“The Oswego County Historical Society (OCHS) is a non-profit corporation organized with a mission to discover, to collect, to preserve and to interpret materials and objects germane to the history of Oswego County, to sponsor writings, publications, and to promote public interest in Oswego County’s historical resources.”
The Oswego County Historical Society was founded in 1896 and officially incorporated through an act of the New York State Legislature. It is subject to the guidelines of the New York State Board of Regents under the New York State Education Law. A board of trustees manages every operation through countless hours of time and person
al commitment.The first founding board of trustees originally organized a celebration to recognize the 100th anniversary of the evacuation of the British from Fort Ontario and Oswego in 1796. This was a momentous event in local history. After the success of the centennial extravaganza, prominent citizens in Oswego decided to establish a permanent organization focused on local history.
Since that time the society has preserved and promoted the history of the greater Oswego community for over a century. It has collected and maintained thousands of artifacts, photographs and manuscript collections that document the county’s rich history. In 1946, the historical society received the generous gift of a historic 19th century Tuscan Villa style residence to serve as a permanent headquarters and public museum. Since that time the society has owned and operated the magnificent Richardson-Bates House Museum, a landmark listed on the National Register of Historic Places. The museum is located at 135 East Third Street in the Washington Square Historic District in the city of Oswego. This distinctive residence offers a unique glimpse into the opulent lifestyle of a prominent Oswego family. It also serves as a museum dedicated to interpreting the vast history of the people, places and events of Oswego County through exhibits and educational programs.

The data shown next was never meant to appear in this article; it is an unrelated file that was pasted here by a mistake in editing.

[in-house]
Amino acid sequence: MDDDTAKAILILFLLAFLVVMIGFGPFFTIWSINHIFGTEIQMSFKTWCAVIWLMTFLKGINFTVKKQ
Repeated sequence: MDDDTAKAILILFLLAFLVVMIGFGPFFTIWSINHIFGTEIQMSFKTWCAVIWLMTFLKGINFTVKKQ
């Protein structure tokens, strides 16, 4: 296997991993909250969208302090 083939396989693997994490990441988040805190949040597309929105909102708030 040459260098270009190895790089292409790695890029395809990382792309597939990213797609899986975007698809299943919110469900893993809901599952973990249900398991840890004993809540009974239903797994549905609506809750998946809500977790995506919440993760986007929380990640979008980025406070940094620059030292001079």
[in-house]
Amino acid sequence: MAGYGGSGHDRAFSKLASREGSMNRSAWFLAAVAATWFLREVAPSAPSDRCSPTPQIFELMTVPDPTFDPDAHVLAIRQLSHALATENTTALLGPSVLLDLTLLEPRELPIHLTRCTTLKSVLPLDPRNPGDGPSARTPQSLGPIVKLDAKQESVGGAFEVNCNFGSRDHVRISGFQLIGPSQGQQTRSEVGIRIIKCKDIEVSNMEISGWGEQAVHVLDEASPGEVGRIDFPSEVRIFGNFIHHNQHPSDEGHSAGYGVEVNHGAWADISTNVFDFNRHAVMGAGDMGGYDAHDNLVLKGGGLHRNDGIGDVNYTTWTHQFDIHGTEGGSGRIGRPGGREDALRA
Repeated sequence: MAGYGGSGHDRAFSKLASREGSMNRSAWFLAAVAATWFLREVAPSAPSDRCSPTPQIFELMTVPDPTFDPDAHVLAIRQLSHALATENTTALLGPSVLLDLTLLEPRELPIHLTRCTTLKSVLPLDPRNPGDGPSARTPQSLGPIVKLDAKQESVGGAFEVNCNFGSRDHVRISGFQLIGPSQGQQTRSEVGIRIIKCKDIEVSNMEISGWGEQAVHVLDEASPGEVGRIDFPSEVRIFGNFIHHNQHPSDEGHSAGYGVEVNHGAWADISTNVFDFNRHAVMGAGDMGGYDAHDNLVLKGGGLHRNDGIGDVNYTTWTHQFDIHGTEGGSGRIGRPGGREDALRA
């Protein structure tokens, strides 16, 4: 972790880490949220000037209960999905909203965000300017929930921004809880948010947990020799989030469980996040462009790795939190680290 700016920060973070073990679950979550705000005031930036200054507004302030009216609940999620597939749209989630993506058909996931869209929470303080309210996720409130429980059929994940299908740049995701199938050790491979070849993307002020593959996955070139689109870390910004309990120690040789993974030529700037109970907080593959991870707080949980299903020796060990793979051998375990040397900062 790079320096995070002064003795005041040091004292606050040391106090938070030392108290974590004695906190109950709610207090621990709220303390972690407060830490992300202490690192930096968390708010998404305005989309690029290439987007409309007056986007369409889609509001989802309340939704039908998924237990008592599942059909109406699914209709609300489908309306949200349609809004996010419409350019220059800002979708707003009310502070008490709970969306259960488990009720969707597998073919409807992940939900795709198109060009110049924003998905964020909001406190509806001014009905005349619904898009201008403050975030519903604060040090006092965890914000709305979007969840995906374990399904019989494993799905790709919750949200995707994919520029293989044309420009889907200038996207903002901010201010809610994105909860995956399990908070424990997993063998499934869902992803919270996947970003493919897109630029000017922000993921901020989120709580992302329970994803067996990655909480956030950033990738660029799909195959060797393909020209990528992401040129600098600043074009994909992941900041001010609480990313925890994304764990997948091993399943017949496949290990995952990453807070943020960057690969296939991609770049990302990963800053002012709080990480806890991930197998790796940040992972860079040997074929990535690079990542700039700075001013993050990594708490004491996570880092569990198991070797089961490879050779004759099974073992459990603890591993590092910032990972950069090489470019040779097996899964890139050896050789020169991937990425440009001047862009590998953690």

About the House and Family
The Richardson-Bates House was built in two stages as a private residence for Maxwell B. Richardson, a local attorney, real estate broker and civic leader. In 1867, Max commissioned Rochester architect Andrew Jackson Warner to design the Tuscan Villa style residence for him and his family. The house was actually an addition to the Richardson family homestead built in the 1840s that once stood on the property. A lifelong bachelor, Max lived here with his widowed mother Naomi Richardson, his divorced sister Harriet Richardson Bates and her son Norman Bates. In 1887, the homestead was demolished to make way for a new south wing completed in 1889. The opulent interior decor reflects the 19th century Victorian fascination with art, culture, education and history.
Norman Bates was the sole heir to the Richardson family and inherited the house in 1910. He lived here with his wife Florence and their four children, Betty, Norman Jr., Sally and Max. After the death of Norman’s widow Florence in 1945, her three surviving children donated the house and 90 percent of the original furnishing and contents to the Oswego County Historical for use as a public museum in memory of their family.
Today the Richardson-Bates House remains one of the most intact house museums in New York State, which also features an extensive archival collection and exhibit space documenting the history of Oswego County. Visit to learn more about of the life and times of a fascinating Oswego family and the history of the place where they lived.